Saturday, August 29, 2009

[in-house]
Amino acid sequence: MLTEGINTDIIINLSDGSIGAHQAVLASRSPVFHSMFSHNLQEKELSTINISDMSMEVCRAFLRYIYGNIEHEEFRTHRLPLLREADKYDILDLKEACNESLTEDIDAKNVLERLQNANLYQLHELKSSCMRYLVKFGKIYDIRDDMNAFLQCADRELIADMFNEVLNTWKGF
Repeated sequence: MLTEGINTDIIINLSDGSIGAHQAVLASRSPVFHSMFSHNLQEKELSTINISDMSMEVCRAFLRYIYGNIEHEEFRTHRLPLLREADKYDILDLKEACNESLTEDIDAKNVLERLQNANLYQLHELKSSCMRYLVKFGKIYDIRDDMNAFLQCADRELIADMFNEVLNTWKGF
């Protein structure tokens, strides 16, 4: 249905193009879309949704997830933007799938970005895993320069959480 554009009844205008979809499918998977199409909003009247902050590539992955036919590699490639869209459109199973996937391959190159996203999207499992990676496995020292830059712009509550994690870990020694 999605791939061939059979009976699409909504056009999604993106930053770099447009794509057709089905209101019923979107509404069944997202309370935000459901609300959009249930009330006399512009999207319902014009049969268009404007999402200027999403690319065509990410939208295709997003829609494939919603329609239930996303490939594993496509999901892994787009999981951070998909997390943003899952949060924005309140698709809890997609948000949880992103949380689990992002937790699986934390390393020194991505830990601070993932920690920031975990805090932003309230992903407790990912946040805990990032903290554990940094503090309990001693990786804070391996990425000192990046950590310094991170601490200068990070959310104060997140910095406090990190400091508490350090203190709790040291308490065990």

You may have missed a nonprofit-related item in last week's New York Times. It was in the Business section in a regular column called The Boss, which typically features former Ivy League quarterbacks explaining how they became billionaire financiers. This version, entitled A Banker for the World, focuses on Jacqueline Novogratz, who founded and now runs the Acumen Fund, one of the early entrants in the category of so-called venture philanthropy. As is true of other, later arriving venture philanthropies, Acumen invests rather than making grants, takes management positions in many of the organizations in which it invests, organizes its activities into investment portfolios, and tracks performance according to a complicated set of metrics. It is unabashed about the fact that financial sustainability (meaning, I assume, profit) is among its investment criteria. Although it is not clear from Acumen's website, I know that Jacqueline's original plan included compensating fund managers (otherwise known as program officers) based on the overall performance of their investment portfolios. With all of this socially entrepreneurial innovation, I would love to be a fly on the wall in the office of Acumen's counsel. I have to believe they have a direct line open to the Exempt Organizations division at the IRS.